"When I walked into her office, I thought almost instantly that she reminded me of my fifth grade teacher. I hated my fifth grade teacher. Of course, I know that sounds silly because I realized consciously she is a completely different person. But the rest of the interview was a struggle for me because I couldn't get past her glasses and turtleneck. Well, I accepted the offer because all of the other factors...great opportunity, company, salary and location...lined up with my expectations. Despite the nagging feeling that I was missing something, I thought I'd made the right choice. Until the third week in and she called me into her office. It was like being transported back through time to my former 11 year old self, and Mrs. Walsh was humiliating me for being overwhelmed as she called me out in front of the class, and I was unable to give her the correct answer. It was in that moment I regretted not listening to my gut instinct. This was just bad chemistry and I wished I'd paid attention to the red flag waving boldly in my face two weeks before."
How many times have you received a very strong sense of someone from the moment you met them and had the undeniable feeling you'd met them before? Something about them seemed familiar and brought up a variety of feelings, positive or negative, that made you very comfortable or very uneasy. Some may describe this as an inner voice, a subconscious guide, a miraculous little memory keeper or advanced warning system. Whatever its name, this utility exists within all of us. Tapping into it during your interview process and using it to either confirm or contradict your decision-making could be the one tool that makes the critical difference.
Many times when I hear from a candidate after a few months in their new role I like to ask them whether their original perception of their boss, or their team mates, held true and aligned with reality. Of course it did! Then I remind them of how attuned they were to their instincts, and to always rely on their gut. It's incredibly validating to know that, while your brain is doing it's own thing forming opinions, decisions, and calculating risk using vast amounts of data consciously collected in the interview process, you've also got a wizard in the works developing impressions, collecting visual and auditory cues, and shaping them into conscious meaning. Whether you want to believe it or not, using content coming in from different sensors, such as memory, olfactory, tactile and behavioral observations, can help you make a much better decision on whether or not this is the right boss, office and company for you. Just pay attention to the sign posts, red flags and intuitive insights your "wizard" is collecting for you.
One of the best ways to reach this collective insight is to sit down with a pen and paper and write free flow with one or two word observations that come to mind right after an interview. Describe the way you felt meeting each person...words like 'at ease', 'intimidated', 'engaged', 'anxious', 'bored', 'distracted' or even 'thirsty', to describe the way you felt. Then observe the feelings that came up, even if they make no sense to you. Include people you were reminded of, sights and sounds that connected you to another time in your life. Were there were any physical clues your body was transmitting? Perhaps a headache, numbness in your toes, a tremor in your eyebrow, even a sense that you were really thirsty or desperately craving a cup of coffee? All of these sensations are clues to how your whole person is perceiving that interview experience. Write them all down, then allow yourself to explore their meaning. Some of the meanings may be very self evident and need no further exploration. But if you talk to your spouse, close friend or even your therapist about your observations...and let the feelings associated come to the surface, this "research" will truly help you tap into your gut instincts, developing into a much clearer picture of what this opportunity means to you.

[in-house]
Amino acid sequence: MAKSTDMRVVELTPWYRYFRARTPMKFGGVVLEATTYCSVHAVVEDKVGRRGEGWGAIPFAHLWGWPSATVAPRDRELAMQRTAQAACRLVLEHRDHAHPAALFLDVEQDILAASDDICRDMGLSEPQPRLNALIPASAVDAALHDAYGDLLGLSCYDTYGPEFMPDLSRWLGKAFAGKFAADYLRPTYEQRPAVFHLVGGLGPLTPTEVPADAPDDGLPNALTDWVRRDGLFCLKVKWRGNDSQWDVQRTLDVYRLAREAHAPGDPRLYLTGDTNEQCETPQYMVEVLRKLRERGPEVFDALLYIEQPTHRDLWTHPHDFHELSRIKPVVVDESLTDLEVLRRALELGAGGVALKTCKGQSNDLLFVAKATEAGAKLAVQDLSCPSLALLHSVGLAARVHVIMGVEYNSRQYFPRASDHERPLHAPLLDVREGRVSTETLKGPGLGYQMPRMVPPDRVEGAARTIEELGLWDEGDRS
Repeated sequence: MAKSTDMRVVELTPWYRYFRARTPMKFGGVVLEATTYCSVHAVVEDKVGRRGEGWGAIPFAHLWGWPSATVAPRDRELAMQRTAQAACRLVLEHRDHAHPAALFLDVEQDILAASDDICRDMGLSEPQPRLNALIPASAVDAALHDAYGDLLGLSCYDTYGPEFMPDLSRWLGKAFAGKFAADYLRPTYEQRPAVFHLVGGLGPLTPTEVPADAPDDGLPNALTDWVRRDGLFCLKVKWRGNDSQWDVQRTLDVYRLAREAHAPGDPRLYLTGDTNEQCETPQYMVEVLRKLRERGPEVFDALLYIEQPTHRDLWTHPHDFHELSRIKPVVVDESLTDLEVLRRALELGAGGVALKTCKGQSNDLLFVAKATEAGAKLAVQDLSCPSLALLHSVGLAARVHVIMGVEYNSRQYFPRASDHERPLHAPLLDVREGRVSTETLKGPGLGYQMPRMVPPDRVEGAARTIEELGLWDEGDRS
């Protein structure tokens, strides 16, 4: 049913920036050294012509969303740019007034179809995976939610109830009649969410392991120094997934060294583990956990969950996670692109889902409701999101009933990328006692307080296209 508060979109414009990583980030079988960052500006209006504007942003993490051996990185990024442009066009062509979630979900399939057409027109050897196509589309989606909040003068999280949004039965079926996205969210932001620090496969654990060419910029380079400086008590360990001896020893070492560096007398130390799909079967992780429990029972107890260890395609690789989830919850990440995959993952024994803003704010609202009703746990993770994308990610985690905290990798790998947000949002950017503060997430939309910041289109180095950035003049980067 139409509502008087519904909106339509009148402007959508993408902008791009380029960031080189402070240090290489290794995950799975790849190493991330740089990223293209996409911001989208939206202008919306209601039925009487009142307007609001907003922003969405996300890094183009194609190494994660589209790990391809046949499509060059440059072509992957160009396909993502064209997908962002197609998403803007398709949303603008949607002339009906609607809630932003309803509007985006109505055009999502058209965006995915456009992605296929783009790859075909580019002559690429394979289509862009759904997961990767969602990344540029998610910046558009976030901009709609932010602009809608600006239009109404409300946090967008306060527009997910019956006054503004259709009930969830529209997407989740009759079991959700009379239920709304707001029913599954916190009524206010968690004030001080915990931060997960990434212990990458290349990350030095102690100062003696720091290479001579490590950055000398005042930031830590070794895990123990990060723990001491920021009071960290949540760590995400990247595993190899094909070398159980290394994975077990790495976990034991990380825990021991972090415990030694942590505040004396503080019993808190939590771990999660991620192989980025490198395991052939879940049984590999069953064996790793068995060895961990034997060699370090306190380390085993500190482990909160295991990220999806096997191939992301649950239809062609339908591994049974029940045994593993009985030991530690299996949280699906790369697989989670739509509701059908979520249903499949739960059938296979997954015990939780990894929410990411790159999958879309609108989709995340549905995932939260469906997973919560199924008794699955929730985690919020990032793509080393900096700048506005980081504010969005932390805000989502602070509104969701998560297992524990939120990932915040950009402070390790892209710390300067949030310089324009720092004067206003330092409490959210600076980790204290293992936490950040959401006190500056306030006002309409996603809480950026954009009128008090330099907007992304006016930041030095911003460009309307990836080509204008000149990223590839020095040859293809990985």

At the end of the day, it's still a roll of the dice. But the odds are more likely to be in your favor if you've done the internal work first.
Interviews are a two way exchange and the energy in that exchange is typically perceived very accurately by both parties involved when the interview goes well. While you felt 'at ease', your interviewer may have described you as open or relaxed. When an interview hasn't gone well, it's typical to hear both parties reflect a very different exchange. If you felt 'anxious' or 'distracted', the interviewer may have perceived a lack of engagement or overall disinterest in the job. The reason you felt this way, however, is not always a true reflection of your interest in the job, but more so the energy between you and that person. Something put you in a funk, and that can set off a chain reaction that can't be easily curtailed. Getting to the bottom of these exchanges, understanding what it was about that interview, and why it stood out as the game-changing moment, can help you determine whether this opportunity is really all it seems to be. It can also serve to manage your expectations relative to your candidacy for that particular company overall.
There are no "do-overs" in the interview process. First impressions are indelible and not usually easy to overcome when they're negative. While it's ideal to win every one over in the interview process, it's not realistic to expect to have excellent chemistry with everyone you work with. You can start out on a positive track with a new company if you know how to navigate successfully around challenging internal alliances. More on that later...
For now, the best due diligence practices will help you avoid stumbling blindly through the job interview process, and land the best job for you, the Whole Person.